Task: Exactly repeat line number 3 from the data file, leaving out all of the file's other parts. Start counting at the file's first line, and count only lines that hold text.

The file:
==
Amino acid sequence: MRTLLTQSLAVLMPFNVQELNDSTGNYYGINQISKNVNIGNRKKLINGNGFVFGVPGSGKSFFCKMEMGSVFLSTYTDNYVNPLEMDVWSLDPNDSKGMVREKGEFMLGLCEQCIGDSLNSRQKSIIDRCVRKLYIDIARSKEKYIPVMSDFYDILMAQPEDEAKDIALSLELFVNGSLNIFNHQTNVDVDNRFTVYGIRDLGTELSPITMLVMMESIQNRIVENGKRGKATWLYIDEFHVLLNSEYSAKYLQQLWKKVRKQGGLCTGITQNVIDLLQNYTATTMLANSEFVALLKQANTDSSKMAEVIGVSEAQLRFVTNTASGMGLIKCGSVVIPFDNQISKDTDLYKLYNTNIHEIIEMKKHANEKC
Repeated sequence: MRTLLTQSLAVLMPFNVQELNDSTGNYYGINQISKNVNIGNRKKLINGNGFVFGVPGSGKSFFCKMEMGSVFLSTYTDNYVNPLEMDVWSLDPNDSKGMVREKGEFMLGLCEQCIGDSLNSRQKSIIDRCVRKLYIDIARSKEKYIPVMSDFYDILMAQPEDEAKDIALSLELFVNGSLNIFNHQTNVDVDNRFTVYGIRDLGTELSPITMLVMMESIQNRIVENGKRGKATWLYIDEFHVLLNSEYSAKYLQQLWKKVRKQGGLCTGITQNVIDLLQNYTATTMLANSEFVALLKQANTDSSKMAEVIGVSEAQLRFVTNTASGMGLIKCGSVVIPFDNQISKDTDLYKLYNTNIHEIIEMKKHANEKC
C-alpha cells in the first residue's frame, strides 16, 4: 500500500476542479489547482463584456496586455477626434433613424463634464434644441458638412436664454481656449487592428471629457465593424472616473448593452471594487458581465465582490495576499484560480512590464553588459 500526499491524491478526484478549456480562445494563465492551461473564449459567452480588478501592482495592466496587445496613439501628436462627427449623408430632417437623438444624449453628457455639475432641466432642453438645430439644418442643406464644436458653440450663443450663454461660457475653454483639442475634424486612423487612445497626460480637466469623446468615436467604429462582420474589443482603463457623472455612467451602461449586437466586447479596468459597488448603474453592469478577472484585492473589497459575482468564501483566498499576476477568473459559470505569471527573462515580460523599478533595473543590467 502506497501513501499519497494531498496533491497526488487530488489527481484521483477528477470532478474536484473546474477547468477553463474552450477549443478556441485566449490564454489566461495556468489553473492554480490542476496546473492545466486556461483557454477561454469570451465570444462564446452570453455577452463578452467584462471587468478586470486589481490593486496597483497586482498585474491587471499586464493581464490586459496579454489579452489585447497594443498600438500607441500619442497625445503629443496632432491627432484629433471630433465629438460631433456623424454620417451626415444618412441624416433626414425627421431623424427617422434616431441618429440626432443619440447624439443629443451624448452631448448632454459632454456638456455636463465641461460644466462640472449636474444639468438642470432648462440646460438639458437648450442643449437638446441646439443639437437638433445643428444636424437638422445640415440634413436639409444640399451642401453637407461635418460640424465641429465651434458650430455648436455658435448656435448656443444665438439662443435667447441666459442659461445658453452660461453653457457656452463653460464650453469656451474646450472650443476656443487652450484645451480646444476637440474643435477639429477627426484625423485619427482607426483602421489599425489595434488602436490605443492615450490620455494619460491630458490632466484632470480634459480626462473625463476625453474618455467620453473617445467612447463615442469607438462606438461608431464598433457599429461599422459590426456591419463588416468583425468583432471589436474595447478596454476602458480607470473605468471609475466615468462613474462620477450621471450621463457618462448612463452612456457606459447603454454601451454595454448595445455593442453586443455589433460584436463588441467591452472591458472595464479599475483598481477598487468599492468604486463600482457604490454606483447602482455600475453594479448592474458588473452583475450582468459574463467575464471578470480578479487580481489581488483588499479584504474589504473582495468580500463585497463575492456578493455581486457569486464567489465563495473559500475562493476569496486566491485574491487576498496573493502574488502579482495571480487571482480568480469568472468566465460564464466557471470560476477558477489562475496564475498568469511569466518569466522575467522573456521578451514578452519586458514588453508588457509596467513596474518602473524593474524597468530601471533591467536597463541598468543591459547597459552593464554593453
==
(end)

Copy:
C-alpha cells in the first residue's frame, strides 16, 4: 500500500476542479489547482463584456496586455477626434433613424463634464434644441458638412436664454481656449487592428471629457465593424472616473448593452471594487458581465465582490495576499484560480512590464553588459 500526499491524491478526484478549456480562445494563465492551461473564449459567452480588478501592482495592466496587445496613439501628436462627427449623408430632417437623438444624449453628457455639475432641466432642453438645430439644418442643406464644436458653440450663443450663454461660457475653454483639442475634424486612423487612445497626460480637466469623446468615436467604429462582420474589443482603463457623472455612467451602461449586437466586447479596468459597488448603474453592469478577472484585492473589497459575482468564501483566498499576476477568473459559470505569471527573462515580460523599478533595473543590467 502506497501513501499519497494531498496533491497526488487530488489527481484521483477528477470532478474536484473546474477547468477553463474552450477549443478556441485566449490564454489566461495556468489553473492554480490542476496546473492545466486556461483557454477561454469570451465570444462564446452570453455577452463578452467584462471587468478586470486589481490593486496597483497586482498585474491587471499586464493581464490586459496579454489579452489585447497594443498600438500607441500619442497625445503629443496632432491627432484629433471630433465629438460631433456623424454620417451626415444618412441624416433626414425627421431623424427617422434616431441618429440626432443619440447624439443629443451624448452631448448632454459632454456638456455636463465641461460644466462640472449636474444639468438642470432648462440646460438639458437648450442643449437638446441646439443639437437638433445643428444636424437638422445640415440634413436639409444640399451642401453637407461635418460640424465641429465651434458650430455648436455658435448656435448656443444665438439662443435667447441666459442659461445658453452660461453653457457656452463653460464650453469656451474646450472650443476656443487652450484645451480646444476637440474643435477639429477627426484625423485619427482607426483602421489599425489595434488602436490605443492615450490620455494619460491630458490632466484632470480634459480626462473625463476625453474618455467620453473617445467612447463615442469607438462606438461608431464598433457599429461599422459590426456591419463588416468583425468583432471589436474595447478596454476602458480607470473605468471609475466615468462613474462620477450621471450621463457618462448612463452612456457606459447603454454601451454595454448595445455593442453586443455589433460584436463588441467591452472591458472595464479599475483598481477598487468599492468604486463600482457604490454606483447602482455600475453594479448592474458588473452583475450582468459574463467575464471578470480578479487580481489581488483588499479584504474589504473582495468580500463585497463575492456578493455581486457569486464567489465563495473559500475562493476569496486566491485574491487576498496573493502574488502579482495571480487571482480568480469568472468566465460564464466557471470560476477558477489562475496564475498568469511569466518569466522575467522573456521578451514578452519586458514588453508588457509596467513596474518602473524593474524597468530601471533591467536597463541598468543591459547597459552593464554593453